Noel Clarke’s Brotherhood is being dubbed as the first British trilogy, the third and final film in the Hood series of films, Kidulthood and Adulthood. A film that has been 10 years in the making which see’s the film evolve into more of a gangster genre film than an actual Hood movie, proving the script has come of age alongside its actors as well as staying faithful to its roots.

Back in 2006, all Britain had in the mold of a British crime drama was the likes of Lock, Stock and two Smoking Barrels and the like, then along came Kidulthood bringing a more contemporary urban experience of the London we know today. Clarke has been the face of the Hood series of films from the very beginning but he never intended to make three films out of the story of Sam, in fact, the story was never supposed to go further than Kidulthood. Brotherhood sees’s him not only in the role as the male lead with a return to his character, Sam Peel, but screenwriter, director, and producer.


We are lavished with flashbacks to give us a little reminder of what went before but Sam Peel (Clarke) is now a grown man. He has left prison after he was convicted of the murder of Trife and is settling down to a quiet life with his partner Kayla (Shanika Warren-Markland) and their young child, putting his troubled street life behind him for good, or so he thinks. It quickly unravels that Sam’s past is rapidly catching up with him when Uncle Curtis (Cornell John) is seeking revenge for his Nephew’s death. Whilst everyone has evolved around him Sam, at times, is still stuck in the past and is just a little out of his depth.

The streets of West London are full of new faces to be reckoned with, Mean and Moody (and rather handsome) killer Melvin ‘Hugs’ Levin – played by We Are Monster’s Leeshon Alexander – is a force to be reckoned with, named as Hugs for his sadistic way of killing his victims. Basically, if he goes in for a hug you know you’re a dead man. Leeshon doesn’t quite give us his epically evil performance he perfected so well in We are Monster, however even if he doesn’t raise a smile there is something rather comical about his character. Joining Hugs is Daley (Jason Maza) and their posse of henchmen which include none other than Stormzy – who, when faced with any real danger, does a runner.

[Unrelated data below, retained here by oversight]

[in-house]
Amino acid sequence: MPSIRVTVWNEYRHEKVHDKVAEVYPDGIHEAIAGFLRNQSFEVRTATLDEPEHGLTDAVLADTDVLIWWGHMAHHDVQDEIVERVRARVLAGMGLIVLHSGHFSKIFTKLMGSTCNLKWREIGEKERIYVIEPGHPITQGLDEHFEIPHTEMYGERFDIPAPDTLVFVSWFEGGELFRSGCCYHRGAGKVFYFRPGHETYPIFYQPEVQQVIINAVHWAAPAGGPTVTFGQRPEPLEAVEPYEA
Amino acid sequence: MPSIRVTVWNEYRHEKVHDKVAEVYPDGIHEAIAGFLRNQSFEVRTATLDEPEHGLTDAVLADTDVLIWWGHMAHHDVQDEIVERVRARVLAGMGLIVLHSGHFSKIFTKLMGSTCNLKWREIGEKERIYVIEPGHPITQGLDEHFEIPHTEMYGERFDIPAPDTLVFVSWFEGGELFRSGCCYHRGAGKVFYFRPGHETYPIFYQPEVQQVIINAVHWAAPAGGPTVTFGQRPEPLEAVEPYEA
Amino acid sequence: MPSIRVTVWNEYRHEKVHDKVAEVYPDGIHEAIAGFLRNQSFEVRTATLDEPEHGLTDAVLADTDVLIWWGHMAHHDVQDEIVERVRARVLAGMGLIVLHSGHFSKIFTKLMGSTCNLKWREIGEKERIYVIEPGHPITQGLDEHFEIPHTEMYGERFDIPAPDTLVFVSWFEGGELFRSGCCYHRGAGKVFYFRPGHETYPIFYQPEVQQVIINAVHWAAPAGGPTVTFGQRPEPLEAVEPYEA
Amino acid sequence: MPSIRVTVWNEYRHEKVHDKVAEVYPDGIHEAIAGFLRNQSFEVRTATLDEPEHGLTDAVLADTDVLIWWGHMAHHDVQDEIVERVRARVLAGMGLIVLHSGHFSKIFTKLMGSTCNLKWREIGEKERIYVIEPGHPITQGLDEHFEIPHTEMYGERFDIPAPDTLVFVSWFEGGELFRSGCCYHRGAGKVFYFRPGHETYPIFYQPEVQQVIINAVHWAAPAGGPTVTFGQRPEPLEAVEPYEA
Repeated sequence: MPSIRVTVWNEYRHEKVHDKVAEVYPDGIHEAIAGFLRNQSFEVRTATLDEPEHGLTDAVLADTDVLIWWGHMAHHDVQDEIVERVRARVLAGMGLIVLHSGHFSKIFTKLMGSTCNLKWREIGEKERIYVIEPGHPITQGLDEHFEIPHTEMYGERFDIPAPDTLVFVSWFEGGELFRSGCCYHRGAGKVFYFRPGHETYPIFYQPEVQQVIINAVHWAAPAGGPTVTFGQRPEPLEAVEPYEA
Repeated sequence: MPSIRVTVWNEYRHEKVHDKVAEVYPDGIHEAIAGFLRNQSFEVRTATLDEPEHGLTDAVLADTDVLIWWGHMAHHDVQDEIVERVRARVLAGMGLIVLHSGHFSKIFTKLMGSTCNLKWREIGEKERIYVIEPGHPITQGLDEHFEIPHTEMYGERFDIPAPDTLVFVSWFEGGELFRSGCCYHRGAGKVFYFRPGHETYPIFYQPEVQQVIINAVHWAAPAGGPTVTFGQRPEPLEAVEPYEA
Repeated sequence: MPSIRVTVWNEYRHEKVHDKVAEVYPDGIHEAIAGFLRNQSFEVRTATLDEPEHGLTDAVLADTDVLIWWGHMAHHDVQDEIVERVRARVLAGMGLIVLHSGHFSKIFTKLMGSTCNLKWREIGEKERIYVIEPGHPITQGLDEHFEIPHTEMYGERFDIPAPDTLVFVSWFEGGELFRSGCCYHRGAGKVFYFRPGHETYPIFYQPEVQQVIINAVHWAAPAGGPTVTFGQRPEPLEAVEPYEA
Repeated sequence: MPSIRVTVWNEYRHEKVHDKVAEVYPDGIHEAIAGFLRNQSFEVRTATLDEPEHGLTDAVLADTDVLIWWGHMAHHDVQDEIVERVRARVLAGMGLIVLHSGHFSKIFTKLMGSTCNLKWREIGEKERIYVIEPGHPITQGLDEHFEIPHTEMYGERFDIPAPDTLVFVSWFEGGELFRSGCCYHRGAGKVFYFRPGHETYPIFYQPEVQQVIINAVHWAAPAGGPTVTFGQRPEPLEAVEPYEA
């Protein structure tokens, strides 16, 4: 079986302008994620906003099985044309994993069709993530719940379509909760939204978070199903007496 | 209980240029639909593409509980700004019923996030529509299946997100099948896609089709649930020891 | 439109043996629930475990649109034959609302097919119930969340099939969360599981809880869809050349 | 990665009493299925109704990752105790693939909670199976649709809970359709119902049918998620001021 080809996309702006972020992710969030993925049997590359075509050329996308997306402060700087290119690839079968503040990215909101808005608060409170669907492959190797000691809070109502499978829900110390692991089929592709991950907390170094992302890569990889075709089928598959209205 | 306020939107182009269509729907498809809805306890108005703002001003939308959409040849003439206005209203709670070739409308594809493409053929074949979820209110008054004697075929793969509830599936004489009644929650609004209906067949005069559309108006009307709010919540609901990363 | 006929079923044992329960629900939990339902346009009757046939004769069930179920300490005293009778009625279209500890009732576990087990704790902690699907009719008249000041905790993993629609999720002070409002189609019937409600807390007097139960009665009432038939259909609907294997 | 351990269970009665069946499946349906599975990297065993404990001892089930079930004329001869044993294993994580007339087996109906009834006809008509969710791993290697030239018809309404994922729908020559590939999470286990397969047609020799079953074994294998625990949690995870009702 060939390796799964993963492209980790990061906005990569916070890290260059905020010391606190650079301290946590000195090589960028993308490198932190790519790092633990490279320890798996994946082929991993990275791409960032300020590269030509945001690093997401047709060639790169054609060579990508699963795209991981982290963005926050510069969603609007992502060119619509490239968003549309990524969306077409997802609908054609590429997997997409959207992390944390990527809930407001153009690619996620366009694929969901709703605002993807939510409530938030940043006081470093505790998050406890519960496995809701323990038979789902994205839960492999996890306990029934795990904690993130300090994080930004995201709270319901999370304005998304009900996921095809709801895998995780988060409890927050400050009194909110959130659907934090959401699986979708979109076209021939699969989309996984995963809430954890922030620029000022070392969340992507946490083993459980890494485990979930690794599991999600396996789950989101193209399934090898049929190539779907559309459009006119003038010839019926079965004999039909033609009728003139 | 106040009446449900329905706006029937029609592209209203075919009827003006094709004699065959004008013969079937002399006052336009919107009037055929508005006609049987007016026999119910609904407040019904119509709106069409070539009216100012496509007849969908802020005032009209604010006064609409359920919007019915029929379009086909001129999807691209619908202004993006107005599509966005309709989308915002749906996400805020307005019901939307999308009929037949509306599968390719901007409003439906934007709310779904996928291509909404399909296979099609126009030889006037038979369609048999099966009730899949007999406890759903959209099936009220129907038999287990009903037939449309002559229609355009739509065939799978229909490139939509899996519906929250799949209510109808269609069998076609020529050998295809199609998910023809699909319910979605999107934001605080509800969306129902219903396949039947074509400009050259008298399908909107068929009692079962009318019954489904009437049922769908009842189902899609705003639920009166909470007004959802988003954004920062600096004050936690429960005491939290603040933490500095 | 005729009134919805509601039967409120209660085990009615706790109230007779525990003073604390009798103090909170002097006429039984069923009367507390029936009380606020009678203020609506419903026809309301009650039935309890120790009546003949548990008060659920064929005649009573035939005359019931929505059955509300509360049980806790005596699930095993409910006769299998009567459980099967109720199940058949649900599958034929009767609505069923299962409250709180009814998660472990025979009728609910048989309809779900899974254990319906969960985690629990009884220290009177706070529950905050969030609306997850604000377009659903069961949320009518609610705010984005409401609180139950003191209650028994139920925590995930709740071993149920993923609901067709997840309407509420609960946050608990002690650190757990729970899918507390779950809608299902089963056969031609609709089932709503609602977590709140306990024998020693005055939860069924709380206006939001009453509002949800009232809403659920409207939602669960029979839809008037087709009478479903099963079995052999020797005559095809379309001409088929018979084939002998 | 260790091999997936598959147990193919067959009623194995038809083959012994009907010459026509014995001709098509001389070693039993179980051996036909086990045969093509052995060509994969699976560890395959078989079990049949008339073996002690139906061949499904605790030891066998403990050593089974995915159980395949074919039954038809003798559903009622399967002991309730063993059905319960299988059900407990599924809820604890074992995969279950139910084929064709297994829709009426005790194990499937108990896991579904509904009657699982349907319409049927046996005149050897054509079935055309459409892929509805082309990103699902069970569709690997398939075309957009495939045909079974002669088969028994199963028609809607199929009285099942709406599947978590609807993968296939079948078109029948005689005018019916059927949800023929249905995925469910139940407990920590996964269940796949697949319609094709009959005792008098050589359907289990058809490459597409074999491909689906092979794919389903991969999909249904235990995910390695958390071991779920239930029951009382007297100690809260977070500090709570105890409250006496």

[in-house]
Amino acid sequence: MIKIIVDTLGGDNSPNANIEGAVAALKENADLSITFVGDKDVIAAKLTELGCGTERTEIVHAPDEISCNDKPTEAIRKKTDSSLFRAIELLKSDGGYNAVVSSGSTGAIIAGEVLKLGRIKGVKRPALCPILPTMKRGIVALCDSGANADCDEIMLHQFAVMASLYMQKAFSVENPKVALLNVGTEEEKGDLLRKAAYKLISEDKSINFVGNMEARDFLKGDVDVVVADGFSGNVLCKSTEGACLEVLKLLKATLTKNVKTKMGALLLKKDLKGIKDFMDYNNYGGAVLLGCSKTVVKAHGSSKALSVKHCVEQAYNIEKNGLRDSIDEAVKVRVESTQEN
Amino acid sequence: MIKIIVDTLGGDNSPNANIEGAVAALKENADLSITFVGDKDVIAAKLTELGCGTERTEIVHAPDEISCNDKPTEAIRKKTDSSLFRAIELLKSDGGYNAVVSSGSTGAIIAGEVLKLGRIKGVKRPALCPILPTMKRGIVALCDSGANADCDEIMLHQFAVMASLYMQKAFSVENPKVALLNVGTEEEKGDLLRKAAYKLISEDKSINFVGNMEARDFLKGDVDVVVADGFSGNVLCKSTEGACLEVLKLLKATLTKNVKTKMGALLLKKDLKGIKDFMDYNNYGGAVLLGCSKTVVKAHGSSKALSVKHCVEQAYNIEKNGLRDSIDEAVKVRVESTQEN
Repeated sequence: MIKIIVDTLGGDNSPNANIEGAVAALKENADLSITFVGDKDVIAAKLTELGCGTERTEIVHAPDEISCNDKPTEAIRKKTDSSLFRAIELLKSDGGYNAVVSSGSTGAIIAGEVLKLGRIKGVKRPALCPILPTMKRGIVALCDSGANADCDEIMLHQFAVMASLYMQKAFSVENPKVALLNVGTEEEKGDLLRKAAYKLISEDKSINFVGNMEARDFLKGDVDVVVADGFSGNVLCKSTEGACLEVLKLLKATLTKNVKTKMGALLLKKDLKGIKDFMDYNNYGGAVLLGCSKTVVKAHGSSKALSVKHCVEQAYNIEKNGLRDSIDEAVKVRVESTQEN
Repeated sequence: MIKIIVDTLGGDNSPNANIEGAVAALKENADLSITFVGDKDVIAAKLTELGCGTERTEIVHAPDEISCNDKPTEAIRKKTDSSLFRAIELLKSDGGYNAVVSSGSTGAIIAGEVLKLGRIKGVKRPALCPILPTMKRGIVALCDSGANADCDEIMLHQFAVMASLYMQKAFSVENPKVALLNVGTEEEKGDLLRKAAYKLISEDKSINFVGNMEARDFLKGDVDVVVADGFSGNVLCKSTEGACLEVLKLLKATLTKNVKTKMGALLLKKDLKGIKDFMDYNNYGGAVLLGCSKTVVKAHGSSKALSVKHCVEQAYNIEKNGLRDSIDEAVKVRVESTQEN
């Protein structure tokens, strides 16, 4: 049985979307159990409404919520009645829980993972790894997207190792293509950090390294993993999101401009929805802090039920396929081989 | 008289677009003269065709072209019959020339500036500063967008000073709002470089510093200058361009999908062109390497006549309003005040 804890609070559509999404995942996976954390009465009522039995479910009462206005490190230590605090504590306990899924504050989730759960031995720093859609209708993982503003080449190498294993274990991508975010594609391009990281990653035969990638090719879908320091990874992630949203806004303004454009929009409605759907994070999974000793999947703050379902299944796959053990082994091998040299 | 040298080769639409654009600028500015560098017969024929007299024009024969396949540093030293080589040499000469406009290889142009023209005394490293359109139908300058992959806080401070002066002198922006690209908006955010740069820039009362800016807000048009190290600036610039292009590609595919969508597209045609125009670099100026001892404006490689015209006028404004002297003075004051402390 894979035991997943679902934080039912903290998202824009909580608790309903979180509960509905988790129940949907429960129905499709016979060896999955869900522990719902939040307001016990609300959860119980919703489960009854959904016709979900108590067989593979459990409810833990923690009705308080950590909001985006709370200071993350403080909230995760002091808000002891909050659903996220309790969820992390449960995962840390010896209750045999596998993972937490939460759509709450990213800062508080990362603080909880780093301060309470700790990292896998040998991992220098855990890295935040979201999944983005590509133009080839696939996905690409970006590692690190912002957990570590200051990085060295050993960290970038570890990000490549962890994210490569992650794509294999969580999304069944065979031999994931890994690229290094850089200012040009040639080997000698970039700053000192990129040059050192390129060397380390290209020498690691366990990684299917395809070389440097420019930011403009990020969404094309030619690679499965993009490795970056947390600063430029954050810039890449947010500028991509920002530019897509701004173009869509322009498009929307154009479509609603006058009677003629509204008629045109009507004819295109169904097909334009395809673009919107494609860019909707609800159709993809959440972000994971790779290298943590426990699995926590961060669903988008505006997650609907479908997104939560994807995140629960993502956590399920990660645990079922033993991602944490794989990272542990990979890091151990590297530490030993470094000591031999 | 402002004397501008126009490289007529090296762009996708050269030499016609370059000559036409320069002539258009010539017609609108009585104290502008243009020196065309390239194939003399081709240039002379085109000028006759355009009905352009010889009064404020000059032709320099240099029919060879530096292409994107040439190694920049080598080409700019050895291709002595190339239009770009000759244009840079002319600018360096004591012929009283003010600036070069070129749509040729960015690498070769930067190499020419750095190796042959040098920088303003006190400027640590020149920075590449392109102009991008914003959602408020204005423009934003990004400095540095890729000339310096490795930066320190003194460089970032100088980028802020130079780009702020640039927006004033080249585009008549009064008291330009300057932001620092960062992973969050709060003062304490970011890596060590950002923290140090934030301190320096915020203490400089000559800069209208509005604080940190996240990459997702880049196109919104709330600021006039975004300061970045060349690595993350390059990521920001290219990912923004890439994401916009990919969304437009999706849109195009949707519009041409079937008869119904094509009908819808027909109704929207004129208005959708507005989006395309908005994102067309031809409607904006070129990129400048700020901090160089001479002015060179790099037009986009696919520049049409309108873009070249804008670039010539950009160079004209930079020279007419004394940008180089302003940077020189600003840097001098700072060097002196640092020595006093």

With a price on his head, Sam is sucked into the web by a random, sexy, young women who seduces him, well men aren’t that clever when it comes to getting their end away. As Sam tries to settle the score amicable, he brings in his old friend Henry (Arnold Oceng), who is now happily settled down with a life that’s just plodding along. Oceng is no doubt the stand out in the whole film, it seems Clarke favoured him with all the best comedic lines and he delivers them with fine precision. He provides the light relief when situations become heavy – raising the quality of the script. With the death of a beloved family member, who is brutally thrown over a balcony, Sam has no choice but to revert to street thug to end this feud once and for all – with the aid of the police.

Clarke has a chance to flex his acting muscles, showing his emotional side, connecting his character with the audience. The prevailing theme throughout is the message of how everyone, and society changes and we all have to adapt as we grow older and our world changes. Could this be yet another hit for Clarke as he brings the real street life of London to the big screen yet again? Well, if you ain’t a real Londoner you just might not get the relevance.

Brotherhood is out in cinemas August 29.